Joel asked an interesting question in the comments, "Is this behavior controlled by the Optimize Code flag (/o to the compiler)?"

Given this code:

static void Main(string[] args)
    sbyte[] baz = new sbyte[0];
    Console.WriteLine(baz is byte[]);

And compiled with csc /o- Code.cs (don't optimize), it appears that the compiler optimizes it anyway. The resulting IL:

IL_0000:  nop
IL_0001:  ldc.i4.0
IL_0002:  newarr     [mscorlib]System.SByte
IL_0007:  stloc.0
IL_0008:  ldc.i4.0
IL_0009:  call       void [mscorlib]System.Console::WriteLine(bool)
IL_000e:  nop
IL_000f:  ret

IL_0008 loads 0 (false) directly onto the stack, then calls WriteLine on IL_0009. So no, the optimization flag does not make a difference. If the CLR were to be consulted, the isinst instruction would get used. It would probably look something like this starting from IL_0008:

IL_0008:  ldloc.0
IL_0009:  isinst     uint8[]
IL_000e:  ldnull
IL_000f:  cgt.un
IL_0011:  call       void [mscorlib]System.Console::WriteLine(bool)

I would agree with the optimizer's behavior. The optimization flag should not change the behavior of your program.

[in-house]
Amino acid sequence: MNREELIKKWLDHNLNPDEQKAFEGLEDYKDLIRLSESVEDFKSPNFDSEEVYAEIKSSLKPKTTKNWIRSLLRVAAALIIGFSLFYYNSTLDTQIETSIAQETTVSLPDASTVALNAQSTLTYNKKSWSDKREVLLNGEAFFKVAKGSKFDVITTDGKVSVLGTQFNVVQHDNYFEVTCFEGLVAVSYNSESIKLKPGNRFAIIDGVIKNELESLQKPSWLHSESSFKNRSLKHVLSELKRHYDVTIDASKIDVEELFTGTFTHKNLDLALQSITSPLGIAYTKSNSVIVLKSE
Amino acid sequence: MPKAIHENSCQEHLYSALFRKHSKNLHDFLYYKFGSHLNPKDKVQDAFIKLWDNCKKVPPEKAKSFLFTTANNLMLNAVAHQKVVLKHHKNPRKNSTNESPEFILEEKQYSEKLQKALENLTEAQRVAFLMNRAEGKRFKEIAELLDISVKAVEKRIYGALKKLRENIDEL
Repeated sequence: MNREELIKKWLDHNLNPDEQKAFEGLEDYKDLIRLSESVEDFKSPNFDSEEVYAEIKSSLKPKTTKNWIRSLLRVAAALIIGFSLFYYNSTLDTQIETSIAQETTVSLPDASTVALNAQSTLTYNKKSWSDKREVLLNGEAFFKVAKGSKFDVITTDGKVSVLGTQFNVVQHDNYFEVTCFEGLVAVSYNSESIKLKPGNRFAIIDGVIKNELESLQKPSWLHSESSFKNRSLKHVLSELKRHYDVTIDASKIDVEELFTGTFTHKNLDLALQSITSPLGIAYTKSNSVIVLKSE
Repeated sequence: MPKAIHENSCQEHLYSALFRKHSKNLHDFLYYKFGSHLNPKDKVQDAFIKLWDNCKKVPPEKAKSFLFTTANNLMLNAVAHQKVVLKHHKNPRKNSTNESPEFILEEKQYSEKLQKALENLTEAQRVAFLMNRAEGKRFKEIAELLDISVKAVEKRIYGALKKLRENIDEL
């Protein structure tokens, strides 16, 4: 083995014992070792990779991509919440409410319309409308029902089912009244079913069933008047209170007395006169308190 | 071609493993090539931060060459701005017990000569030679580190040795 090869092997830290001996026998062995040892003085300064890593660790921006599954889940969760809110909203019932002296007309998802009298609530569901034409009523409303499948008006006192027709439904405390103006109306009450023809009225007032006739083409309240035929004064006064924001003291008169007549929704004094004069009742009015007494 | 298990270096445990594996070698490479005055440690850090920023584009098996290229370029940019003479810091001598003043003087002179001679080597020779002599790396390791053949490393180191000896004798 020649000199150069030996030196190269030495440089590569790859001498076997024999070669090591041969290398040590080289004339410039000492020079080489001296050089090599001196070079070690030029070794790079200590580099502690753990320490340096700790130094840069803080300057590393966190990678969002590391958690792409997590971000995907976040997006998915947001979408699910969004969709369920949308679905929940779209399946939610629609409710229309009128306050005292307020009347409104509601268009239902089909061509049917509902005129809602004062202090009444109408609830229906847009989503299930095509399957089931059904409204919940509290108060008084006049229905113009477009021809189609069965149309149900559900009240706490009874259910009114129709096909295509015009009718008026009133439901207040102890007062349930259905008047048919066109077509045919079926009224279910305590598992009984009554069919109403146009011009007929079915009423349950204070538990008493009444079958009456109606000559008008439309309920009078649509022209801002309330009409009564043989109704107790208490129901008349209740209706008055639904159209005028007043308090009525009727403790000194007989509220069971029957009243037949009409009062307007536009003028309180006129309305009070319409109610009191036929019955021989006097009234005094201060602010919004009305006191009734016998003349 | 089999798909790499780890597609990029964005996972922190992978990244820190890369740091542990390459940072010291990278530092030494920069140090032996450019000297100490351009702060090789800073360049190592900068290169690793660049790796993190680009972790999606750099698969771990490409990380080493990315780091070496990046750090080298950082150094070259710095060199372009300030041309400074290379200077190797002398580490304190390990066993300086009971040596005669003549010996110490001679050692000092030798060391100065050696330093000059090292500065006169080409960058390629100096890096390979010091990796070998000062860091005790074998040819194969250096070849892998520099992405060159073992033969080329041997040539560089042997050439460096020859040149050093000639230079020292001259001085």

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Does this mean that by changing compiler settings, you could get the "optimizes it to false" part to not happen? – Joel Rondeau Aug 21 '12 at 17:34
The accepted answer does not attempt to explain why the two supposedly identical if statements behave differently as this one does. – Chad Schouggins Aug 21 '12 at 23:56
@JoelRondeau Interesting question. Updated answer. – vcsjones Aug 22 '12 at 2:03

VB.NET actually "throws" at compile time:

Expression of type '1-dimensional array of SByte' can never be of type '1-dimensional array of Byte'.

on the equivalent of the first if statement.

And the equivalent of the second if succeeds (i.e. it throws the coded exception) at runtime as expected because it is the same CLR.

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Interesting. C# will emit a warning, so it's possible that if you use "treat warnings as errors" in C# then you can get the same behavior. – vcsjones Aug 22 '12 at 12:18

Here's a simpler example that shows the same issue:

static void Main(string[] args)
    bool a = ((object) new byte[0]) is sbyte[];
    bool b = (new byte[0]) is sbyte[];

    Console.WriteLine(a == b); // False

The inconsistency arises because the C# compiler decides that it knows the result of (new byte[0]) is sbyte[] at compile time, and just substitutes false. Perhaps it should really substitute true, to be more consistent with the CLR behaviour.

As far as I can tell, it's only this little optimization that's inconsistent. It occurs only when both sides of the is expression are statically typed as an array whose element type is a signed or unsigned integer or an enum, and the sizes of the integers are the same.

The good news is that while this might seem inconsistent, C# will always issue a warning when it substitutes false into such expressions – in practice, I think this might be more useful than quietly returning true.